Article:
Extending the office hours beyond the typical 9-to-5 day could be the extra cost to the school, something that might be difficult overcome as the school tries to pare down its expenses, said Faculty Council President Kamran Swanson in an email.

Other obstacles might include union contracts which dictate work hours for advisers and staff, Swanson wrote. Additional security might be a concern too, since the amount of security depends on the number of people in the building.

But even though the issues Ostoa’s club has pointed out may seem obviously unfair for many night students, the college has been silent on these disparities until recently.

“As far as I’m aware, no faculty or administrator has seriously taken this up as an issue,” Swanson wrote.

College administration acknowledged the role of the club and reiterated its recent efforts to test later advising hours.

“We realize the importance of serving our evening students and, with that objective in mind, fully support that the NSA group organized themselves,” HWC VP Armen Sarrafian wrote in an e-mail. “We also have advising staying open late on Tuesday nights and our Student Activities department is currently working on providing evening/non-traditional programming for our students.”

During an club meeting late October, Ostoa gave a presentation on applying for scholarships. She said she worked hard researching and speaking with HWC’s transfer office to get the best information she could.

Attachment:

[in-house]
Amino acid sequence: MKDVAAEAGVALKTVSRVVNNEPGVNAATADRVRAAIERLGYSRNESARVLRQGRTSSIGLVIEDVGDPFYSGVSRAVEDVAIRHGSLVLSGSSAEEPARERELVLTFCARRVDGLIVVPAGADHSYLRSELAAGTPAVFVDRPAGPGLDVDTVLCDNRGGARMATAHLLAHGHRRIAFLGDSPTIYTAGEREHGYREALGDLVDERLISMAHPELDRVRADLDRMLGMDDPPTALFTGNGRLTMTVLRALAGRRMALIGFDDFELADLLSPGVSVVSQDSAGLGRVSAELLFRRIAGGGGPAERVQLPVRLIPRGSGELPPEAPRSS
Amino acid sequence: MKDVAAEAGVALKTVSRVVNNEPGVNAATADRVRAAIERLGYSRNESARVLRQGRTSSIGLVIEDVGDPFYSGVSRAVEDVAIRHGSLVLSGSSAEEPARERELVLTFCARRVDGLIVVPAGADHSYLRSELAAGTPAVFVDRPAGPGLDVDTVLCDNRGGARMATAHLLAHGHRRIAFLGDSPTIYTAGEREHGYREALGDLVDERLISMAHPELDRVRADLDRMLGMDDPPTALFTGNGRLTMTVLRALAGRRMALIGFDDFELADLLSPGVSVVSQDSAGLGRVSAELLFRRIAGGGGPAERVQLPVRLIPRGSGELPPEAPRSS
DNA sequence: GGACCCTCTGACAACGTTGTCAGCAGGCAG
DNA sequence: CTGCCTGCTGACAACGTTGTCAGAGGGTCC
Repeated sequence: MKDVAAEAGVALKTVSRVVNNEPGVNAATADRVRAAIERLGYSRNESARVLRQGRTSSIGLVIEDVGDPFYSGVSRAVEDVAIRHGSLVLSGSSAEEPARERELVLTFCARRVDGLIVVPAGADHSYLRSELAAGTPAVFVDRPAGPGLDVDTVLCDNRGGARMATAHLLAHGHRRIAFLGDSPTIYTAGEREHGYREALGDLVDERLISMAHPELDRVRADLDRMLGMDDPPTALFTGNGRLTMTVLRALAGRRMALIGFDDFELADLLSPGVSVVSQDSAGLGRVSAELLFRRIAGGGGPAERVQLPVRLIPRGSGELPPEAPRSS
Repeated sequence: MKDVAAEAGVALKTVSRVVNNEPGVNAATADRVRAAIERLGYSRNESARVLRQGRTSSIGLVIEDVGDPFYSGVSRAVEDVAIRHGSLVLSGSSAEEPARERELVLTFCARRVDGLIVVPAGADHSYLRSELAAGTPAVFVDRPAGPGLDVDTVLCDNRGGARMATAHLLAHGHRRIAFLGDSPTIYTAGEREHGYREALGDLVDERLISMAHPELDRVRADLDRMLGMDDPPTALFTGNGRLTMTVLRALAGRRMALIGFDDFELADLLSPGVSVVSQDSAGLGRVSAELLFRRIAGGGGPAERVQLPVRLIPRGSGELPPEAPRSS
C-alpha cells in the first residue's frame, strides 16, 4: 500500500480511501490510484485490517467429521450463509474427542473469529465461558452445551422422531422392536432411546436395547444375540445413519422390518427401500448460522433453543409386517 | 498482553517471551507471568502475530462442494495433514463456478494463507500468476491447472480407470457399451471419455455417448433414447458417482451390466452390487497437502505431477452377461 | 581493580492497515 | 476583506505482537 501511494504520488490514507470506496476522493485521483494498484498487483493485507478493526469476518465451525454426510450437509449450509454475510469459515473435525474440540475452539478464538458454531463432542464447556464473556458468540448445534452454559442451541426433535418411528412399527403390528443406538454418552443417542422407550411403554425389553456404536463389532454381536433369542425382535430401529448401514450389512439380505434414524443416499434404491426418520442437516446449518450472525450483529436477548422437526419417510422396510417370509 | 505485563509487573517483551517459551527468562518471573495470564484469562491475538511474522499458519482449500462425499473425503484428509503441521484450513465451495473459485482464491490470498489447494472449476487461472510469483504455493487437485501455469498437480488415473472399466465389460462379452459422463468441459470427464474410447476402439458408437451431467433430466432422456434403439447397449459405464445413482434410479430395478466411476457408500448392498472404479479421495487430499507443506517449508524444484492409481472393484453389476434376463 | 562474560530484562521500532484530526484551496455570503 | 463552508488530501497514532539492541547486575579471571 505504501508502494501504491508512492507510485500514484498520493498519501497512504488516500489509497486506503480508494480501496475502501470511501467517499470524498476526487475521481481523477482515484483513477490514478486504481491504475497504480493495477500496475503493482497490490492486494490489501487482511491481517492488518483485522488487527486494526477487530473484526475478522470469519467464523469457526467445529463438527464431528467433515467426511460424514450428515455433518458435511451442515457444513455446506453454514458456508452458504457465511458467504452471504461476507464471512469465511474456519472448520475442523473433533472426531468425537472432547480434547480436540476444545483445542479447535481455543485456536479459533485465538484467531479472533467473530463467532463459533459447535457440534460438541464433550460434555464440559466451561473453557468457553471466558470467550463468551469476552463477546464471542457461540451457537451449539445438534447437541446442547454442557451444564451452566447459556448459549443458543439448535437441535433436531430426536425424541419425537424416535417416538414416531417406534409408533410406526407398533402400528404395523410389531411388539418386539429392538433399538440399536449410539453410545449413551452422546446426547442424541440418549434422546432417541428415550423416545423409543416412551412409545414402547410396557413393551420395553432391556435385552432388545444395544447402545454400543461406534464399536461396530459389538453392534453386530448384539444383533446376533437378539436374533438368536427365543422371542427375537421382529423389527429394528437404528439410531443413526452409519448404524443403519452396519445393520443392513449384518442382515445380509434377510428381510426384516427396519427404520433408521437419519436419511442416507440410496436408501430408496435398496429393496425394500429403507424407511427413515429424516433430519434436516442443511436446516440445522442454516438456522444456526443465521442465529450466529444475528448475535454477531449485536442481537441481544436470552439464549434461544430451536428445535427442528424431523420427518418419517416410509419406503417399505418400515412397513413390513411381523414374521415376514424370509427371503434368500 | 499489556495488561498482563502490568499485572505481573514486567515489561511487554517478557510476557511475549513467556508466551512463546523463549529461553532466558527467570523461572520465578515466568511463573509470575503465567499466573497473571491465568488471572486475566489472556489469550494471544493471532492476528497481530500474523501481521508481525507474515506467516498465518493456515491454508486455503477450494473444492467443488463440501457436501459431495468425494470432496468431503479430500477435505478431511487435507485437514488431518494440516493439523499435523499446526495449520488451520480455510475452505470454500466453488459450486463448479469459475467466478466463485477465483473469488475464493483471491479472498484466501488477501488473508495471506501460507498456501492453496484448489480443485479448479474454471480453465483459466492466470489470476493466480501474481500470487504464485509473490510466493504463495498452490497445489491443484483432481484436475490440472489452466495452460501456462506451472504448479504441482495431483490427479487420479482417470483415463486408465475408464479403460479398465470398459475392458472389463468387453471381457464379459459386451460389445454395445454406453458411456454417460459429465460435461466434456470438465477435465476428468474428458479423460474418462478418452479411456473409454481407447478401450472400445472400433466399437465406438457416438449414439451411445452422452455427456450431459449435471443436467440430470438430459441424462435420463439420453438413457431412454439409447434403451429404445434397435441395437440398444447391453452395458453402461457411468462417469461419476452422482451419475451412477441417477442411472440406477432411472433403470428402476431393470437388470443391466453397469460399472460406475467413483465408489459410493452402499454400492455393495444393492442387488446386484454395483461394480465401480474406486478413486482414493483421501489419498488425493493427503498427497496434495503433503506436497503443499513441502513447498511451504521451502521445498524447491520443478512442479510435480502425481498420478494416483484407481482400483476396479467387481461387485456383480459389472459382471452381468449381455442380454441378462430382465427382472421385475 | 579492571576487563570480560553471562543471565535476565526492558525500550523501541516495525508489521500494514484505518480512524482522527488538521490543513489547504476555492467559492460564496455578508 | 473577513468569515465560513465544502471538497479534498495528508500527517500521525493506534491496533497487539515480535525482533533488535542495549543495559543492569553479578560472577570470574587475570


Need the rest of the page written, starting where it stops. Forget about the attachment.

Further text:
NSA’s club advisor, professor Jeffrey Daniels, presented on the do’s and don’ts of reference letters and personal statements. His lecture on the benefits of showing humility in personal statements seemed to resonate with the classroom of over 15 students.

After the presentation, Daniels spoke about the intention of the club and its goodwill to the college.

“As an advisor I always want to emphasize that this group doesn’t exist in opposition to the administration, the school and how it runs,” Daniels said. “Rather, we just want to better articulate the needs of evening students.”

But that worry of making enemies and being a politicized club does not seem to be a problem yet.

“I don’t think we’ve had anything but positive feedback,” he said.

Among the issues important to night students, Daniels said that the lack of required courses for evening students was the most pressing. 

“The required math course, the required English course, those are one I really want to make sure the evening students have access to,” Daniels said. “There’s no reason we should have such hardworking students feel they cannot graduate without going to another school. They should be able to fulfill all their needs on this campus.”

There is also an untapped source of students who could take those classes, he said. Those students could benefit the college because night students tend to have a higher retention rate. Unlike the day students, who the college competes for with the several downtown universities, the night students are ripe for the taking, Daniels said.

Forming the Night Students club was difficult at first because night students don’t have a strong community, Ostoa said. But she seems to be changing that already.

For Ostoa, her argument is simple.

“We pay the same tuition,” Ostoa said, “so why aren’t we getting the same resources?”

The Night Student Advocates club meets every other Tuesday on the 6th floor at 7:30 p.m.